Lessons Learned

Marcus’ blog noted that the number of icing related accidents has decreased dramatically over the years, thanks in part to the lessons learned from Air Florida and other events investigated by the NTSB between 1982 and 1997 where aircraft icing was a factor, killing some 265 people. Similar investigations were conducted by the Canadian Transportation Safety Board, specifically two accidents in 1985 and 1989 that killed a total of 280 passengers and crew.

From the data acquired through these investigations, the agencies took a harder look at how the properties of deicing fluid determine its effectiveness, and how airport congestion and the time needed for air traffic control clearance and delays can affect the deicing process, notably how long a deiced aircraft can wait for takeoff before it must be deiced again.

The investigations into ice-related accidents also reviewed the importance of using the deicing engine instruments to get a correct reading on engine power; how the prolonged use of autopilot in icing conditions can mask developing problems with aircraft control until it is too late; and how the accumulation of ice on swept-wing aircraft can result in an uncontrollable pitch up tendency, resulting in a stall.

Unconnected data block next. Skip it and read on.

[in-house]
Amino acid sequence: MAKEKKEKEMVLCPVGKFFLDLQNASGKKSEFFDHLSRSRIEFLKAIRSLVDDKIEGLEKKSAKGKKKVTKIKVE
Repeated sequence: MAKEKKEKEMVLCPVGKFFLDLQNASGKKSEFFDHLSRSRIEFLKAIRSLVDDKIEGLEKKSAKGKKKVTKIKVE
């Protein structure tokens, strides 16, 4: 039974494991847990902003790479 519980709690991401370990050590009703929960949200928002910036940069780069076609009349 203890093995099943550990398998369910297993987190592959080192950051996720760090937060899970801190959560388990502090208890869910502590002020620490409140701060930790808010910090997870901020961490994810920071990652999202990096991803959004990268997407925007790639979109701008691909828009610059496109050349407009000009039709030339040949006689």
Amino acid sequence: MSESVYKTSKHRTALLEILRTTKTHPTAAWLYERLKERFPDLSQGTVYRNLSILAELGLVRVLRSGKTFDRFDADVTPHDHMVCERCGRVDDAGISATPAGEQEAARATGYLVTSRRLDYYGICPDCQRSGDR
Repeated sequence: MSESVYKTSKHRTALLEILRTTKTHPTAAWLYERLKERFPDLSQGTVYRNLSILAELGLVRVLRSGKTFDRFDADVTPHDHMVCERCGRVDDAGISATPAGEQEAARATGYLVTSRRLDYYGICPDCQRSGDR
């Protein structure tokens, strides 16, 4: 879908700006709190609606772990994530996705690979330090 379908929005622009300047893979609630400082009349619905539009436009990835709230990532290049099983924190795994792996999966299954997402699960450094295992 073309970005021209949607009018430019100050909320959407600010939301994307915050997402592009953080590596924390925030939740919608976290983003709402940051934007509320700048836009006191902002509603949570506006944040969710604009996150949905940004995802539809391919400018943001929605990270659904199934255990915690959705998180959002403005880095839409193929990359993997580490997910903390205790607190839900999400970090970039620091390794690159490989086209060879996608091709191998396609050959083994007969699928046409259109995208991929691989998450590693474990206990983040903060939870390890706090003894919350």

It was noted that even small amounts of ice on an airplane wing, roughly that equivalent to medium weight sandpaper, can disrupt airflow and result in a significant loss of lift.

These findings contributed to a revision of FAA certification standards for airplanes approved to fly in icing conditions and an increased stall speed in icing conditions.

In addition, the accident involving Air Florida Flight 90 is used as a teaching tool in many ground schools. 


New to Flying?


Already have an account?